It's one thing to dig a cathole or pack out your waste when you're only responsible for yourself. When you add an infant or young child to the mix, things get slightly more complicated. Below are just a few tips to help your family get outside and teach your little ones to grow into great stewards of our beautiful trails.
DIAPER CHANGES ON A DAY HIKE
Snuggled against you or in a backpack, infants can be easier to hike with than more mobile toddlers. Tackling a diaper change along a trail is just the same as an in-town excursion, with a few extra considerations:
- Check diapers at the trailhead before you start, where you can use the backseat of the car as your changing table.
- Plan to take soiled diapers and used wipes all the way home. Carry a few sturdy ziplock bags in your backpack and keep a few extra in the car (not all trailheads have trash facilities).
- If you need to change a diaper along the trail, try to find a flat spot a little ways off the trail. The last thing you need is to have to move out of the way mid-diaper change or have an overly-curious dog trying to get in the middle of the action.
You'll also want to adjust your hike choice for conditions or the season.
"In winter, when it is too cold out to bare a baby’s bottom, we have limited our trips to the length of time a diaper lasted," advises a former WTA intern and parent, Jodie Murdoch. "In warmer weather, diaper changes become easier, although finding a flat, dog-free spot to change can still be a challenge"
DIAPERS WHEN BACKPACKING: A CASE STUDY
With pack it in, pack it out as the number one rule for backpacking, dealing with diapers on overnights or multi-day trips can get a little more complicated. Ultimately, you'll need to find the system that works best from you, but the generously well-documented experiences of one trip reporter, MikeOnAHike, might get you started.
After spending 15 days on the the Wonderland Trail with his 9-month old daughter, Mike shared this advice and lessons-learned on their diaper system:
- Pack them out. "We have a hybrid reusable/disposable system that generates a little bit less weight in diapers. If I was doing a lengthy trip again, I'd consider bringing 3 of the reusable outer diapers instead of 2. This is because it can be difficult to dry your laundry when it is raining outside."
- Double up. We used GroVia diapers. I think the outer diapers were $18. I'm pretty sure that you can get cheaper versions, but we were quite impressed with how clean those got when we washed them in the backcountry. They also dried a lot faster than I'd expect something of that thickness to dry. Based on previous backpacking trips, we conservatively estimated that we'd need 5 inners per day. This proved quite conservative, and we probably had 15-20 extras at the end of the trip."
- Bring a lot of baggies. "Five unused diaper inners fit nicely into a quart-sized Ziplock bag. Three used diaper inners fit into a quart-sized Ziploc bag. We should've brought more bags - we were always rushing to finish our bagged snacks so that we'd have enough garbage bags."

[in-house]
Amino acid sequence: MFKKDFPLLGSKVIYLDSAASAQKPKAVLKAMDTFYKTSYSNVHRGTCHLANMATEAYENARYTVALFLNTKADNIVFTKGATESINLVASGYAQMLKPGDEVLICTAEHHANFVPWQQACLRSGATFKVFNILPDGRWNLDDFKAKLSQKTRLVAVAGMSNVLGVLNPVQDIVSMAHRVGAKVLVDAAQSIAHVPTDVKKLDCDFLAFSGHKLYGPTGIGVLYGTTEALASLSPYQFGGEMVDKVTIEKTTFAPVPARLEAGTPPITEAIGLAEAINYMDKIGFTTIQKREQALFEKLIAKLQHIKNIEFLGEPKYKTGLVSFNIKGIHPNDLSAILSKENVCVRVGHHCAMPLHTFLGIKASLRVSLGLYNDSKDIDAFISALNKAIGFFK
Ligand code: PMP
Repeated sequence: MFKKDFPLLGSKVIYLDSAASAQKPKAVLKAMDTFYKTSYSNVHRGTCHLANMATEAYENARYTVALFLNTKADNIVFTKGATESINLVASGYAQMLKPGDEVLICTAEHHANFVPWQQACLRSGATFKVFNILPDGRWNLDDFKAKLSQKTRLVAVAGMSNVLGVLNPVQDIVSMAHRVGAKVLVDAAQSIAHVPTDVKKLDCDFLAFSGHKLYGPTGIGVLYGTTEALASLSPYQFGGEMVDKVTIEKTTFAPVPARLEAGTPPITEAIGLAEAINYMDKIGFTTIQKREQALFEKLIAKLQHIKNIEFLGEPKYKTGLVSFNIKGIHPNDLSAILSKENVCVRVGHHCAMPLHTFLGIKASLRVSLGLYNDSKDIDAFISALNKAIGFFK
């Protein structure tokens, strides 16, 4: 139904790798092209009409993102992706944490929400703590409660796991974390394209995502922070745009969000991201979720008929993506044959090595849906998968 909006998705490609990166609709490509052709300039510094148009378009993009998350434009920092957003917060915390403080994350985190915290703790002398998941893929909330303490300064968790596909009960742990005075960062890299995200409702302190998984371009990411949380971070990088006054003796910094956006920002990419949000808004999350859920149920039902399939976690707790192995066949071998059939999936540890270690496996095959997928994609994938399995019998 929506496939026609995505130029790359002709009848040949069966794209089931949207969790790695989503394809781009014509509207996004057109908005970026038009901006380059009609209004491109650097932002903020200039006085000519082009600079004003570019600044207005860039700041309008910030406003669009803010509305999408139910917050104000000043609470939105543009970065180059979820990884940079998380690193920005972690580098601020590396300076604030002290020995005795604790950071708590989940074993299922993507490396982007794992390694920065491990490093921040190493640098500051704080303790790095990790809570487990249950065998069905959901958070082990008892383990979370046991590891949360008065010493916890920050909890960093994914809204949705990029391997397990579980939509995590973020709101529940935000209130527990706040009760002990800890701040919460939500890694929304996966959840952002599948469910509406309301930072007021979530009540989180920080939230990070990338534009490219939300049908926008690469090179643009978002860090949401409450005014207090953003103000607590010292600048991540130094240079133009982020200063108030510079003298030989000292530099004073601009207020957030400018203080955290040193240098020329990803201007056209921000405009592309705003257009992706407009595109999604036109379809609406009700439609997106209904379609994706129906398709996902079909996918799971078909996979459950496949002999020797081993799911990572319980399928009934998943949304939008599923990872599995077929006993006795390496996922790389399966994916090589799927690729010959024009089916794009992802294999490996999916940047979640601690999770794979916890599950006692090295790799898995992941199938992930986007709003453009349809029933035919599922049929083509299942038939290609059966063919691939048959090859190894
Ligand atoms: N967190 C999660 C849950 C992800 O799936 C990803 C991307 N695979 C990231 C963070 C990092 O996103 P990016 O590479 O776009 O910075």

- Save weight where you can. "We took regular baby wipes, but we air-dried them ahead of time to save weight. When we went to use them, we simply squirted a little water onto them."
- Be OK with doing the wash. "When we needed to wash an outer diaper, we tossed it into a Ziploc bag along with approximately 1 liter of water per rinse. We'd do 3 rinses. If a diaper had blown out, we'd put some Dr. Bronner's soap on a wipe, scrub the diaper, and then do the 3 rinses. We'd dump the rinse water well away from our water source."
- And get creative with drying the laundry. "To dry the outer diaper, we'd first shake it thoroughly with a lasso motion. Then we'd press it in a dry chamois camp towel. Then we'd hang it on a clothes line or on our packs. At night we'd take the outer diaper into the tent (dew or rain would result in a wetter diaper). If the diaper was nearly dry, we were able to dry it by putting it into our sleeping bag. If it was too wet for that, we'd hang it on a clothes line inside our tent. In the morning if it was still rainy we could dry it a little more while taking down camp by stuffing it inside a fleece that one of us was wearing. That would decrease wetness, but would never get it to 100% dry."
Read more about the epic adventure that led to this good advice.
- Backpacking with a Baby: 15 Days Around Mount Rainier
- Read the White River to Summerland section of MikeOnAHike's report for how the family handled a diaper blow-out.
TIPS FOR TRAINING TODDLERS
When you are juggling the demands of a toddler on trail, it might be easy to talk yourself out of taking the time to practice your Leave No Trace ethics. But this impressionable time is the best time to take the extra minute or two to get your kids in the habit of doing it right from Day 1.
- Be matter of fact. Explain why going No. 2 in the woods is a little different, and what's involved. If there is a privy, use it and encourage your toddler to use it. If you need to dig a cat-hole, model finding a good spot, digging a hole and squatting over it.
- Balance matters. Toddlers' balance isn't as good as an adults, you may need to help them stay balanced on a privy that's a little tilted. You can also make a game of finding a sturdy rock or branch to hold onto. In a pinch, you may need to hang onto them while they go.
- Carry extra supplies. As the parent of a toddler, you are probably ready for almost anything. This is no different. Taking along an extra set of pants and socks in case of accidents, and maybe even a roll of dog-poo bags to pack out (or move) your toddler's waste. Don't forget a sturdy ziplock for packing out TP.
- Make it fun. Let them carry the poop trowel (if you have one) or find a stick to dig your cat hole. Let them help dig the hole and cover it back up.